class LogFilter(logging.Filter):
    def filter(self, record):
        return record.getMessage().startswith('keyword')

logger.addFilter(LogFilter())

The filtering called above will log only log messages that have your specified keyword. You can also filter by specifying the level of log message with just six lines of code in Python. The code can look like this:

import logging
logger = logging.getLogger(__name__)

class LoggingErrors(logging.Filter):
    def filter(self, record):
        return record.levelno == logging.ERROR

logger.addFilter(InfoFilter())

These few lines of code will be able to log error messages only.

Using Regular Expressions (Regex)

Sometimes, you may want to write your own filter instead of using a programming language. You can use regular expressions, also known as a regex, to filter logs. Regex can be very helpful in filtering your logs to get exactly what you want to see from the log message. Regex will also give the flexibility of writing an expression of your choice. This can be very handy when dealing with a log file that contains more complicated filtering. In a previous section, I talked about the power of the Linux tool grep when used for searching text files. Using it with regex makes it even more powerful.

For example, if you want to filter IP addresses from a log file that contains text and digits, you can write a regular expression to get only digits and dots. As you know, an IP address is made of digits connected by dots. A simple but very helpful regex combined with grep can look like this:

grep -o '\d\d*\.\d\d*\.\d\d*\.\d\d*'

The result will be as awesome as expected: a well-formatted IPv4 address grouped in four digits like 64.242.88.10.

Using Tail Command

Tail, a command for Unix-like operating systems, is another import and an exciting tool to work with. If you specify a number, it outputs that amount of the last lines from a file. By default, the tail command will output the last 10 lines. When used with -n, tail gives you the ability to specify the number of the last lines you want to be outputted from the file. Most of the time, you want to check the last line of the file from thousands of lines of logs. Using the tail command will be as simple as this:

tail -n 1 /usr/share/dict/file.log

If you want the last five lines from a log file, it's simple: Just increase the number after -n. In this case, -n 5 will give you the last five lines. Another good thing about the tail command is that you can actually watch the file changes. Just pass -f. This can look like this: tail -f /usr/share/dict/file.log.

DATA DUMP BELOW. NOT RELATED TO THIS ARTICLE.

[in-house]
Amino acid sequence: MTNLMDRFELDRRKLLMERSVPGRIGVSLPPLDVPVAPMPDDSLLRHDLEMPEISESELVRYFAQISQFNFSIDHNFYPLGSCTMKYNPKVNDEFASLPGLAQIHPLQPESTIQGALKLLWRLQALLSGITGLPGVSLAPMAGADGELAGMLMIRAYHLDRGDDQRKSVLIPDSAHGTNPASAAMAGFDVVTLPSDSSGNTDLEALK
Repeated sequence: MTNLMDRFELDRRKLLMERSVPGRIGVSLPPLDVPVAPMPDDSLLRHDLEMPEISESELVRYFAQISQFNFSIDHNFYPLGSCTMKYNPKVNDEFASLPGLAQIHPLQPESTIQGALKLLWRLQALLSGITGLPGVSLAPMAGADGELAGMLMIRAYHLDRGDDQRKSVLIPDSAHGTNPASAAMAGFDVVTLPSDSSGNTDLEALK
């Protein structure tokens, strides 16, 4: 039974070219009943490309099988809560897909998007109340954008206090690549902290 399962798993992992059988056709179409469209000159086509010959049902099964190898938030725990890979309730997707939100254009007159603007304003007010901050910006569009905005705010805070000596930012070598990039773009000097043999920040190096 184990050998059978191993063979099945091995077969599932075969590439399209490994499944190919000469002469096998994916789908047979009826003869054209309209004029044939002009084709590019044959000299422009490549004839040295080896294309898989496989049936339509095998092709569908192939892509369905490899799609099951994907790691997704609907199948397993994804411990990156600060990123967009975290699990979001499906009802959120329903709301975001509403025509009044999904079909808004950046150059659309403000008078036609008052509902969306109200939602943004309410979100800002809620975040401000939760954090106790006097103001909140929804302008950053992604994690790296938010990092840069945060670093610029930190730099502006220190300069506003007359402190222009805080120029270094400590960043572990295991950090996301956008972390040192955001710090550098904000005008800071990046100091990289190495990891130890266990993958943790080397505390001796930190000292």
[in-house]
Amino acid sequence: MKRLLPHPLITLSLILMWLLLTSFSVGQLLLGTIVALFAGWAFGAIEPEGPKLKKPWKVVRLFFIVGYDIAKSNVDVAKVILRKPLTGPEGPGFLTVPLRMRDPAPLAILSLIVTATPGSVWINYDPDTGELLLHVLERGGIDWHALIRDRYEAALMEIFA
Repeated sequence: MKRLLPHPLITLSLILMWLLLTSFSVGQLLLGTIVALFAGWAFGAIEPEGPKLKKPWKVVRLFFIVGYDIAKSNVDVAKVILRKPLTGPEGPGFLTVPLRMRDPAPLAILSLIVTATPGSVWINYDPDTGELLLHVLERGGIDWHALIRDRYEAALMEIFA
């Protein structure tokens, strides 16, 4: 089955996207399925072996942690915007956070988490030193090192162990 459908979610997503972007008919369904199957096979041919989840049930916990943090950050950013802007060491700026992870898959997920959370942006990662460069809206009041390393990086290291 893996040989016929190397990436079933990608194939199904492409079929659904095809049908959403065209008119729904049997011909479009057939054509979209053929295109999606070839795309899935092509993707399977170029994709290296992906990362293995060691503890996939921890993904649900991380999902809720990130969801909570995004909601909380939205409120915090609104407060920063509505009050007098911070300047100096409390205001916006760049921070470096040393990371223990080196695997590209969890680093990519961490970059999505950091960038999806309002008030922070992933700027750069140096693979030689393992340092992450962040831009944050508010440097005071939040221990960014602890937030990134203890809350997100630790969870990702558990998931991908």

Using PowerShell To Filter Logs

You can use PowerShell to log messages from the server. From the Microsoft documentation, "PowerShell is a cross-platform task automation and configuration management framework, consisting of a command-line shell and scripting language. Unlike most shells, which accept and return text, PowerShell is built on top of the .NET Common Language Runtime (CLR) and accepts and returns .NET objects."

As described in the documentation's description, PowerShell can be used to actually filter logs. Here's an example that returns the last 20 error event logs:

Get-WinEvent –FilterHashtable @{logname='system'; level=2} –MaxEvents 50

–FilterHashtable is helping us to just map the key and value. If you look at the command, you can see that we have the level of event logs to Level 2, and this is the level that echoes error messages.

Conclusion

I'm certain you have noticed that it's difficult to get the actual line of an error message or just about anything you're looking for in a log file. Applying some filtering makes your work easier and more professional.

Something that I've seen commonly is that most servers are Linux or a Unix-like operating system base. That makes all these commands that Linux has such as grep, tail, and AWK even more interesting to use. In some cases, you don't want to write any command or a line of code to filter the log file. Well, in such cases, there are systems that are designed to help you with filtering logs and give you the precise results you want in real time.

If you want something that won't give you a headache and consume your time, using a system that is specially designed for the purpose of filtering logs can be the best option. I also understand writing these commands and regular expressions is not an easy job.

If writing commands and regular expressions are not your things, you can try Papertrail, a cloud-hosted log management system designed for faster troubleshooting of infrastructure and application issues. This lets you worry about other things and not on how to filter log messages.

This post was first posted on Papertrail website.